Good read. There’s no doubt in my mind that this is the best most challenging game in the world, where you are pitting yourself against the best. That’s always been the challenge for me, and it never gets old.
Did you by any chance ever run into Gabe __ aka “Mr. Carter”? I heard that he was the man about town there. And had made a name for himself there.
I wanted to ask yesterday when you put up the Welcome Back track.
Anyway, I’d love to play cards looking over and seeing Freddie “Boom Boom” Washington be my competition.
I love reading candid posts like this. The team of bloggers here at iBC really are top notch people. I’m very new to the game but I have learned quite a bit about trading, as well as life, from reading your posts and just wanted to extend my gratitude for all the lessons you’ve laid down.
Fascinating stuff, Chess. Thanks for this post. Always wanted to know more about your background.
You are a great role model for all of us here. Focusing on long-term strategies for success. Integrity. Making sure you survive rather than taking undue risks. Words to live by.
And that’s a riot. 2 mortgage brokers, LOL.
Great post Chess. And what a clip!
Been reading for awhile and appreciate all the great advice.
Did you happen to play poker with Todd “Dan Druff” Witteles? I read some of his poker advice and you both have the same mindset.
Great post. Great strategy. I have always compared the stock market to one huge poker game. After playing all day in the stock market I play video poker for free drinks and food only.
Solid as always, chess. Your market recaps and 12631 service are phenom. Reading your gambling story brought me chuckes – I flipped houses to pay off my grad school debt.
I know what you mean about a poker grind. But the Online Sit-N-GO, if ever legalized, is the way to go (if vig is low). One great thing – you can’t make a HUGE ALL IN MISTAKE with this structure.
It’s Always Great. Thanx very much for sharing it with your readers
Indeed a nice biography with pearls of wisdom. Glad you are out and in a better place.
Poker is really folks fighting over one pie. No wealth created, no new ideas funded, no future.
Never much for the gambling myself. Too many vices already. But I was in Las Vegas a lot for business when poker was really popular and the poker rooms were really crowded. Seemed like a tough way to grind out a living for the guys who looked like pros.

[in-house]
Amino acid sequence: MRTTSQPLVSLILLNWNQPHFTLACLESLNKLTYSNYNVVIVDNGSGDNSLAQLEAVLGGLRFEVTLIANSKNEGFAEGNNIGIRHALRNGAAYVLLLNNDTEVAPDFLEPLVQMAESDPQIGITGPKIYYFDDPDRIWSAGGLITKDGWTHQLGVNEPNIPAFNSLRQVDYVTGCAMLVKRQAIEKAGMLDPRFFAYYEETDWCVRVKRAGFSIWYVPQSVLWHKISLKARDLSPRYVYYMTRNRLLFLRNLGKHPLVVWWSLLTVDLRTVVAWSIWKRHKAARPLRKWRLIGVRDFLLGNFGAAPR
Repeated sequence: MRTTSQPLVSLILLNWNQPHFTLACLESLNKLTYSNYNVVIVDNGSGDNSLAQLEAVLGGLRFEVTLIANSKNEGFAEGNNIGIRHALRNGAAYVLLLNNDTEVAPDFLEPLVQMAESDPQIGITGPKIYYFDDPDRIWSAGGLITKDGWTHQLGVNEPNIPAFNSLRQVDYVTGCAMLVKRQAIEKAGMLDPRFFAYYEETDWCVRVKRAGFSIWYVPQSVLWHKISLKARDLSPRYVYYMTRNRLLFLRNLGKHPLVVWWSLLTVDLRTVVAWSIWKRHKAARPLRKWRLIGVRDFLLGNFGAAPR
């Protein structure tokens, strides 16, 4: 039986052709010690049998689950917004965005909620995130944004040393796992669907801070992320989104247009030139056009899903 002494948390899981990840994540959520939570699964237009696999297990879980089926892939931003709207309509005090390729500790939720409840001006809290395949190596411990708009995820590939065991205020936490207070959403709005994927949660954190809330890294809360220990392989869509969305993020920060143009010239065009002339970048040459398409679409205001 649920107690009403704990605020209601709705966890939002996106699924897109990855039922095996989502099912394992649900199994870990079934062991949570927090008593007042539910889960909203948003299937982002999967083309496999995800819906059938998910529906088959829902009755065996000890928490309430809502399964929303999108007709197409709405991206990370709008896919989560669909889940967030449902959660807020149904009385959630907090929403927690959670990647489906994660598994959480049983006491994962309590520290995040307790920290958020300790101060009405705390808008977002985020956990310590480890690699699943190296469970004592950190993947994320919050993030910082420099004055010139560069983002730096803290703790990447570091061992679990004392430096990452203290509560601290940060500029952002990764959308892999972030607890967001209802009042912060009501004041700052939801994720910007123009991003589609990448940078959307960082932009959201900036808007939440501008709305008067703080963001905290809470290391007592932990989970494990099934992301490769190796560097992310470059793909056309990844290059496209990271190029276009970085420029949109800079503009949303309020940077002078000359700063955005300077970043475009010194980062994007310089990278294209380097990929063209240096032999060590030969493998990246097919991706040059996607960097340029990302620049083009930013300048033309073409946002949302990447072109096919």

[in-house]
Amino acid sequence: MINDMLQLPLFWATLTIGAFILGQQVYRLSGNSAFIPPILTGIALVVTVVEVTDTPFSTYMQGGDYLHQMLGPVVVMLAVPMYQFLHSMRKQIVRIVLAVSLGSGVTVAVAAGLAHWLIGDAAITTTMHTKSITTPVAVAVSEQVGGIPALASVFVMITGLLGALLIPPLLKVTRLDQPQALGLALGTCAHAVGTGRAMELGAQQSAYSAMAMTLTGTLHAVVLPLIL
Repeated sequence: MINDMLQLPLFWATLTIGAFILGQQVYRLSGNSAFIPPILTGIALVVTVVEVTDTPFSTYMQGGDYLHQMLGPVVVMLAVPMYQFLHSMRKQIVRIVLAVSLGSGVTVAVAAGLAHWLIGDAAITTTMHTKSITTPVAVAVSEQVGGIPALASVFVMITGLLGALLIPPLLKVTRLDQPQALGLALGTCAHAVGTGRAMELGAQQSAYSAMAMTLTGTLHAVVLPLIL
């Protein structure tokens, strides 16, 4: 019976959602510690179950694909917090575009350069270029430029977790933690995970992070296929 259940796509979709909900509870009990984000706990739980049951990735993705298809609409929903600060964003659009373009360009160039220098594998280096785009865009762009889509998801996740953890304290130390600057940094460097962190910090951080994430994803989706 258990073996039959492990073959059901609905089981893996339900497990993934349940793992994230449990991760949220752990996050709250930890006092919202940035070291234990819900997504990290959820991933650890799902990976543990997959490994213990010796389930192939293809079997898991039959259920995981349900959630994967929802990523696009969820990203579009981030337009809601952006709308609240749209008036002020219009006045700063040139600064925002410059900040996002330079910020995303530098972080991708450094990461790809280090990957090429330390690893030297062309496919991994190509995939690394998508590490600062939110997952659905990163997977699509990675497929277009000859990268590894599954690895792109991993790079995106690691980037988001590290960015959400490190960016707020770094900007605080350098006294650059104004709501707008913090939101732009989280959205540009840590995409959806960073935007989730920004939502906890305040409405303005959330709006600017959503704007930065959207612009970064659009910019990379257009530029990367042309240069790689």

Great stuff Chess. More posts like this IMO.
I learned interested marketing because of poker.. It was big and I found out online poker rooms wanted people to bring the customers and by don’t so you could earn a percentage of the rake. If poker fad was more than an easy money bubble I would have had some pretty serious stable income but after neteller went out and housing market came down there wasn’t much popularity left.
I’m still using Internet marketing to supplement income though, but no more gambling unless I take a vacation to Vegas for fun,
Fascinating story. I love poker. And I love trading.
… good stuff, chess !
Always thought Hachem looked a bit like Dylan Rattigan !
damn if i might ask how old r u?
and when i start school in october and won’t have the time to sit and do all the HW alone i’ll sign up to the 12631just because of your blog and you of course
Excellent post Chess, love the personal history.
Love the strategy of what time you went to go play poker, you found an edge. Thanks for sharing.
Wonderful life story. You are not even close to weaving even more interesting visits along the path.However, there are two words that never go away during this journey….GOOD LUCK.
I remember thinking that if poker was this big then things in the world were really out of control.
Wow. Interesting stuff!
Dear IBC Board,
Gift Che$$ a Mont Blanc.
(entertaining video too)
.:. $CZR: http://goo.gl/uyaIx
Two thumbs up, Chess!
That’s a great post Chess. I am happy to have you as my “advisor” on trading ideas. Your cautiouos advice on how to preserve my capital makes even more sense now. The market is a tough opponent
Nice post Chess…thanks for sharing.
Joe Hachem was a chiropractor.
and a mortgage broker http://en.wikipedia.org/wiki/Joe_Hachem
I likewise played seriously in Vegas for a while. I do think it’s the best possible training for the financial markets in general. But it does get a little old having to be constantly on guard.
I’ll still play the 40-80 limit holdem or 10-20 NL when I’m in town. Sometimes mixed games if they’re something other than 4 variants of triple draw (I’m sick of triple draw).
I’m not sure you’re right about the boom being over though – there are still plenty of crap players in those games even during normal hours. By 2am it’s a donkfest more often than not, even in otherwise leatherassed NL games.